This intuition is that which makes us accept something as “beyond reasonable doubt”. So for example, we can feel fairly certain that by taking a point out of a line one can draw a single second line parallel to this line; or that the square of any negative number is positive. These certainties have been called into question by the construction of imaginary numbers and non-Euclidean geometries.

4. Consequences

4.1 Conflict between sources of evidence

It may seem that the most incontestable kind of self-evidence is the direct evidence provided by sense data. Yet the following text shows that it may be judged inferior to that emanating from the authority of the sacred text. It must be noted that the author’s concluding commentary ratifies this hierarchy.

The first disagreement among the Companions after the death of the Prophet concerned the reality of his death itself. After the Death of the Prophet, ‘Umar ibn al Khattaab, may God be pleased with him, insisted that the Messenger of God did not die, considered any such talk a false rumor spread by the hypocrites, and threatened to punish them for it. This went on until Aboo Bakr appeared on the scene and recited the verse of the Qur’an:

Muhammad is no more than a Messenger. Many were the Messengers who passed away before him. If he died or were slain, will you then turn back on your heels? Whoever turns back on his heels, not the least harm will he do to God; but God [on the other hand] will swiftly reward those who [serve him] with gratitude’ (3: 144).

And another verse of the Qur’an:

‘Truly you will die [one day], and truly they [too] will die [one day]’ (39: 30).

When ‘Umar heard these verses his sword fell from his hand and he himself fell to the ground. He realized that the Prophet, may God bless him and grant him peace, had passed away and that the divine revelation had come to an end. […]

Differences over the Prophet’s Burial […] These were two critical issues [about “the reality of the death of the Prophet” and about “the burial of the Prophet”], which were swiftly resolved simply by resorting to the Qur’an and the Sunnah.
Taha Jabir al ‘Alwani, 1993, The Ethics of Disagreement in Islam, p. 35-36.[3]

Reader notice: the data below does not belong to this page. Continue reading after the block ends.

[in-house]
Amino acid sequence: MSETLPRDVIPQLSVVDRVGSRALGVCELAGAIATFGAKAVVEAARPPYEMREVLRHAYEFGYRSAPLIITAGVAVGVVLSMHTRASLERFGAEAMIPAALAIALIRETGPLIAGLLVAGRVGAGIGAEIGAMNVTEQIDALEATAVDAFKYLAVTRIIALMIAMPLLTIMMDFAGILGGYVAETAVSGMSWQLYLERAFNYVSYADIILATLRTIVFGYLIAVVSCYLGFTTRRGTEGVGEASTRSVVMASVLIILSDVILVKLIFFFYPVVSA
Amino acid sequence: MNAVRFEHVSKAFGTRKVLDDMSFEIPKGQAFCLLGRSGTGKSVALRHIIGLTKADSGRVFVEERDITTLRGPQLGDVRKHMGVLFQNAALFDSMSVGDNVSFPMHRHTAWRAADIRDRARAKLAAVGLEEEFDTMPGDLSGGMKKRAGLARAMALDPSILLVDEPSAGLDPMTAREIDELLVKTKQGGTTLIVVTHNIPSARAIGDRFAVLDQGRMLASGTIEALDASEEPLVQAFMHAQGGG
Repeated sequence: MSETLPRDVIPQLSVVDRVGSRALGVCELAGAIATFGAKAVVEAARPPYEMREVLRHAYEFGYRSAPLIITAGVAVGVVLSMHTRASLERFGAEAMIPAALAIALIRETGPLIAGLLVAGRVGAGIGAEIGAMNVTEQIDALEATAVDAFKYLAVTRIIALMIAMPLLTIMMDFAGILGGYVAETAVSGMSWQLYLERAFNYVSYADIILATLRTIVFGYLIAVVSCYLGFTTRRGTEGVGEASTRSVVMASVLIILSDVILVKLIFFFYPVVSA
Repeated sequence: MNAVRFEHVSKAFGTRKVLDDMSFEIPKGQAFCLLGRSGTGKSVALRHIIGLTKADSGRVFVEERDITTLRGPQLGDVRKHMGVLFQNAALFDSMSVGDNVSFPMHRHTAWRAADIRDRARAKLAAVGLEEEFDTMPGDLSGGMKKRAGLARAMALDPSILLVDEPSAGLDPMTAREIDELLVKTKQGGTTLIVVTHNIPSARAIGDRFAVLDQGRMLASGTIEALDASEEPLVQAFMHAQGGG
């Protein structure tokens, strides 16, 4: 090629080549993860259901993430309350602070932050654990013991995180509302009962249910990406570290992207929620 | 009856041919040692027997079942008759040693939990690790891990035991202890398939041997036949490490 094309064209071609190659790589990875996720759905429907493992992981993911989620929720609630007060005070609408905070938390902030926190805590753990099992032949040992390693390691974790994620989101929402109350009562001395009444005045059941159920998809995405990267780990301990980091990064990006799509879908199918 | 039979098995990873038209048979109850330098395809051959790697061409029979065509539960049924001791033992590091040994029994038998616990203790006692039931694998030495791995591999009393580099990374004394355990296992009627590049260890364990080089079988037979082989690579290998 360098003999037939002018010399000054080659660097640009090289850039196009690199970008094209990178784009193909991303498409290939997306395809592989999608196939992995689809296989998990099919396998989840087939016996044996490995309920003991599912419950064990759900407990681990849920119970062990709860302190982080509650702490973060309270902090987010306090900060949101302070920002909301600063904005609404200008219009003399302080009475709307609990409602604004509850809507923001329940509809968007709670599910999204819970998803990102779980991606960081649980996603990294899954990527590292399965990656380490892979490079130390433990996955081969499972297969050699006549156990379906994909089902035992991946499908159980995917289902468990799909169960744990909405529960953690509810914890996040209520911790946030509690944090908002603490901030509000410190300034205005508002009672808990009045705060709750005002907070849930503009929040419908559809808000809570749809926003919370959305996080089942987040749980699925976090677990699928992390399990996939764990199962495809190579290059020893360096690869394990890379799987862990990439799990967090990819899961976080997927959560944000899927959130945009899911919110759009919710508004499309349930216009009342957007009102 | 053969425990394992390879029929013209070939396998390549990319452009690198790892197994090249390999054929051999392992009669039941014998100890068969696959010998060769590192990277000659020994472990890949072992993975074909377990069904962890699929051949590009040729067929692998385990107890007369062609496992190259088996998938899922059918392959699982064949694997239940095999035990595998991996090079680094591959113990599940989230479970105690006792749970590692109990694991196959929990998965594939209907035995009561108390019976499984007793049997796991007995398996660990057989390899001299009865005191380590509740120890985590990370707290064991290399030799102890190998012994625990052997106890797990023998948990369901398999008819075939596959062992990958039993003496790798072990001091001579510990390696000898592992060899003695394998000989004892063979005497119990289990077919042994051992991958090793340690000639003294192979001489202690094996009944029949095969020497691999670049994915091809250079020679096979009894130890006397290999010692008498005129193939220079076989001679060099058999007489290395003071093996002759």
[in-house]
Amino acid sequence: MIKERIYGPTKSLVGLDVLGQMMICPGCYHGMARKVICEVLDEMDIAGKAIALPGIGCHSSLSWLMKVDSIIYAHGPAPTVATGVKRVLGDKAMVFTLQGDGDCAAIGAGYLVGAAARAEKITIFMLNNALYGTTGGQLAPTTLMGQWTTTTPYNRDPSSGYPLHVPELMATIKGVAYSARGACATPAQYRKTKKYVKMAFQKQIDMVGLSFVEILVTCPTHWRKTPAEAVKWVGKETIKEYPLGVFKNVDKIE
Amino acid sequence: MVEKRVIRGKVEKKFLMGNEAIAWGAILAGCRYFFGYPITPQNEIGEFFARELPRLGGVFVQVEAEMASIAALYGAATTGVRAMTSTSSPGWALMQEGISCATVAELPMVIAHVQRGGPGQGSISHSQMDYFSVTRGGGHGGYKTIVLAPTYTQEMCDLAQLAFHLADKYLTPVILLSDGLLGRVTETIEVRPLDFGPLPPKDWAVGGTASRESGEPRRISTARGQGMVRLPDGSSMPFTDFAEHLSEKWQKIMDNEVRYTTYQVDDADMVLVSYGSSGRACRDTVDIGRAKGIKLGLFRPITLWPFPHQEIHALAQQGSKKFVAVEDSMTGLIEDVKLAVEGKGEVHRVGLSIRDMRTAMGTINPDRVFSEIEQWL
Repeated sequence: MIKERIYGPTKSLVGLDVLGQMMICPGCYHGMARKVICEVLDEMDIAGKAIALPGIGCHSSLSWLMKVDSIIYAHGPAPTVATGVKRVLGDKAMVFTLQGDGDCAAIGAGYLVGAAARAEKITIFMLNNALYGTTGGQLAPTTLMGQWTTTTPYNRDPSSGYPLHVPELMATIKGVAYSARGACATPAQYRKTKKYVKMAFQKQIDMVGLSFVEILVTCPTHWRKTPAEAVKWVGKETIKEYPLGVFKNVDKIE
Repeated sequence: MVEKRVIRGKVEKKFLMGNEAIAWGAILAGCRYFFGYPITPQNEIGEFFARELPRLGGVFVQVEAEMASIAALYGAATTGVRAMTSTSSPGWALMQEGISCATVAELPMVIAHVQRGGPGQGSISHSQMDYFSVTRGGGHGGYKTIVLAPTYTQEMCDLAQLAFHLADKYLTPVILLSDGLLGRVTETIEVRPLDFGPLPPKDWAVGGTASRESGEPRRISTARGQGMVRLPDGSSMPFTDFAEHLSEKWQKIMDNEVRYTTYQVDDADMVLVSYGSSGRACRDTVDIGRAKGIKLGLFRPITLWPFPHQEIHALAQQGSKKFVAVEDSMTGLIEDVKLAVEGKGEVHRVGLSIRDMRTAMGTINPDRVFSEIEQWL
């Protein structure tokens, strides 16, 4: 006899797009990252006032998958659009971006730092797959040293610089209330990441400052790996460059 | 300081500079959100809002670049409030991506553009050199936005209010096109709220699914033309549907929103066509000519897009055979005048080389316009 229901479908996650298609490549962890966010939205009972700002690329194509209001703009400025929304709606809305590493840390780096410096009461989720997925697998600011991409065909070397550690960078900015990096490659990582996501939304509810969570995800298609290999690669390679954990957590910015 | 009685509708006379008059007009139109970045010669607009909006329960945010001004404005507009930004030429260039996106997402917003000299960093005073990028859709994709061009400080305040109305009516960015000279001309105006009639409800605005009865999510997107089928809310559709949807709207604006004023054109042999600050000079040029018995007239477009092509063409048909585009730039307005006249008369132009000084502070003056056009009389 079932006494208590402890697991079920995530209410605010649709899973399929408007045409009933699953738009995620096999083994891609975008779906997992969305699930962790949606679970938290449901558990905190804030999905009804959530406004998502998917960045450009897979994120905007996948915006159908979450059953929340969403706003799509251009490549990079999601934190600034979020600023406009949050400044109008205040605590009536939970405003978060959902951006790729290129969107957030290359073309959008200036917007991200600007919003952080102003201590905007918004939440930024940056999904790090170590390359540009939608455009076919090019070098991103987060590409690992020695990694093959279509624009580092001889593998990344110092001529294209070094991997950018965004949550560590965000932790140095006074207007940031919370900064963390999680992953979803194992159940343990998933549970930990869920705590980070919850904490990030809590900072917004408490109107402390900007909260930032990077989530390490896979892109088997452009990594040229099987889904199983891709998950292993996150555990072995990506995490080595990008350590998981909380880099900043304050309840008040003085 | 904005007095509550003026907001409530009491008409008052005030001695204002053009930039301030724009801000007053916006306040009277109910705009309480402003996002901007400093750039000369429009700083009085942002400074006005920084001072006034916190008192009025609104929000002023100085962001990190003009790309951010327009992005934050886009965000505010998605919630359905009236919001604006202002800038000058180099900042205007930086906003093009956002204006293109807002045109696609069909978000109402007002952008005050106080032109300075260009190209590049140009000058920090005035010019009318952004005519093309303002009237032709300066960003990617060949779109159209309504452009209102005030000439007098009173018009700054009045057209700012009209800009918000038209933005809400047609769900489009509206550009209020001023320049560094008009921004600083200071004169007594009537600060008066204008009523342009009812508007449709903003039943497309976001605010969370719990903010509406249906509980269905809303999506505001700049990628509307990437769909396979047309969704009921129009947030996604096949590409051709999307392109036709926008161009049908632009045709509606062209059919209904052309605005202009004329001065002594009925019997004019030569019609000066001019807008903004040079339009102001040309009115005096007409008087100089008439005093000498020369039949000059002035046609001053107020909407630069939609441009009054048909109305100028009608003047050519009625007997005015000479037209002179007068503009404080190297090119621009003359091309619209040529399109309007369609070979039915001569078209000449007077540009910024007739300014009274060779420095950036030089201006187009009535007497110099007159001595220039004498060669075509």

4.2 Subtracting from doubt

The argument, the basis of the argumentative derivation of a conclusion, is presented as being above doubt. It is conveniently framed as an aperceptive datum, that is to say as something which is as certain as a revelation, as sensible evidence, or intellectual intuition. It follows that the person who refuses to share this data will be considered, as disgraced, infirm or idiotic. It is therefore not necessary to refute him or her, since he or she is already defamed, S. Destruction; Dismissal.
Extended argumentability assumes that any person can be summoned to account for his or her beliefs, and that he or she must justify them, so that it is illegitimate to postulate any kind of a priori certainty. This thesis is difficult to apply to points of view which are considered certitudes of a religious order, such as “there is no God but God”; mathematical, “the square of a positive number is positive”; or simply everyday arguments such as, “I believe that the ground will not collapse under my feet”, S. Dialectic. Self-evidence can be opposed to extended argumentability, S. Conditions of Discussion

[1] Gustave Le Bon (1895). La Psychologie des Foules. Paris: Alcan. Quoted after Gustave Le Bon,The Crowd. A Study of the Popular Mind. New York: Macmillan, p. 126.

[2] Quoted after (07-09-2017).

[3] Taha Jabir al ‘Alwani, 1993, The Ethics of Disagreement in Islam. Herndon: VA: International Institute of Islamic Thought, p. 35-36. Quoted after: